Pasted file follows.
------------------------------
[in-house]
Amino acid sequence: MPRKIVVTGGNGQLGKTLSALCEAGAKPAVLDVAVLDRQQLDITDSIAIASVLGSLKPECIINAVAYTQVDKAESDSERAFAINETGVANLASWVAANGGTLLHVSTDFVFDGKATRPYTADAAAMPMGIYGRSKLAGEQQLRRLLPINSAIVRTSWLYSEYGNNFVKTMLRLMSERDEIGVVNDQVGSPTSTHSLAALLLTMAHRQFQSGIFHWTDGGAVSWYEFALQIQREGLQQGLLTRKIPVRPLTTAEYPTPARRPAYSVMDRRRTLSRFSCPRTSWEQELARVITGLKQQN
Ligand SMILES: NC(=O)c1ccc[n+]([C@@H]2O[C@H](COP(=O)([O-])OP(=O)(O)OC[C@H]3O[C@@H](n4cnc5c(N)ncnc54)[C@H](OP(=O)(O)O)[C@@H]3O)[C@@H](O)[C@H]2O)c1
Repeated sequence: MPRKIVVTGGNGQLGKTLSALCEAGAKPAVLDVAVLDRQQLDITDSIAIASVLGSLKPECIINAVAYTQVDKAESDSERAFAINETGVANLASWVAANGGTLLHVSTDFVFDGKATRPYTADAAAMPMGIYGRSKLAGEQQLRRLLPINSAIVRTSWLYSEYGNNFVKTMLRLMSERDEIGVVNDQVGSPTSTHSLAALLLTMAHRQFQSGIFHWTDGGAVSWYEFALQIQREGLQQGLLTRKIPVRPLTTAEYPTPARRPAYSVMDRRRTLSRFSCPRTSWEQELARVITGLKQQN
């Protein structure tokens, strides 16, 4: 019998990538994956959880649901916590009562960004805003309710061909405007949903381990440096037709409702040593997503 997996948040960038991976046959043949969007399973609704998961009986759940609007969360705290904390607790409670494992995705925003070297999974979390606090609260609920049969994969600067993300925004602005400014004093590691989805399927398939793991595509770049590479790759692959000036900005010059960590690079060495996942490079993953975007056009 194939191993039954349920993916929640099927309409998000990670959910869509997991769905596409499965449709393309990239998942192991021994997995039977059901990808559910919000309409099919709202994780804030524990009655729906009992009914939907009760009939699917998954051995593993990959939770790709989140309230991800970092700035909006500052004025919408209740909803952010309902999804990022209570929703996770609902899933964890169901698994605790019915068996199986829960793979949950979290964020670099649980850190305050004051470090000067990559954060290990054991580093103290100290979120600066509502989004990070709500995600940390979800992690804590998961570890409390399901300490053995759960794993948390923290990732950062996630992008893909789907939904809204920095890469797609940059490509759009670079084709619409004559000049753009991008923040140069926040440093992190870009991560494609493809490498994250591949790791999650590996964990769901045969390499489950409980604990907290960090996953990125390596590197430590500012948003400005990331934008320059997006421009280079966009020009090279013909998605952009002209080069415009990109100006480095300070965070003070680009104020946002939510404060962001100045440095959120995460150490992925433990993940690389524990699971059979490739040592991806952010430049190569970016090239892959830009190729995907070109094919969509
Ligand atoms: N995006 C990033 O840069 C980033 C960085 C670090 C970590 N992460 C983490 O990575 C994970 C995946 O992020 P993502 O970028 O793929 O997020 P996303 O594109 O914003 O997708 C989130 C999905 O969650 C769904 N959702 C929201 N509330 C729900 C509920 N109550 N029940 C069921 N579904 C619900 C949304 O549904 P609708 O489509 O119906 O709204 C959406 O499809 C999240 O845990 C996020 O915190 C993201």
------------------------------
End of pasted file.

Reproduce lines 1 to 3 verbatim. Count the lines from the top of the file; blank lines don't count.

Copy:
[in-house]
Amino acid sequence: MPRKIVVTGGNGQLGKTLSALCEAGAKPAVLDVAVLDRQQLDITDSIAIASVLGSLKPECIINAVAYTQVDKAESDSERAFAINETGVANLASWVAANGGTLLHVSTDFVFDGKATRPYTADAAAMPMGIYGRSKLAGEQQLRRLLPINSAIVRTSWLYSEYGNNFVKTMLRLMSERDEIGVVNDQVGSPTSTHSLAALLLTMAHRQFQSGIFHWTDGGAVSWYEFALQIQREGLQQGLLTRKIPVRPLTTAEYPTPARRPAYSVMDRRRTLSRFSCPRTSWEQELARVITGLKQQN
Ligand SMILES: NC(=O)c1ccc[n+]([C@@H]2O[C@H](COP(=O)([O-])OP(=O)(O)OC[C@H]3O[C@@H](n4cnc5c(N)ncnc54)[C@H](OP(=O)(O)O)[C@@H]3O)[C@@H](O)[C@H]2O)c1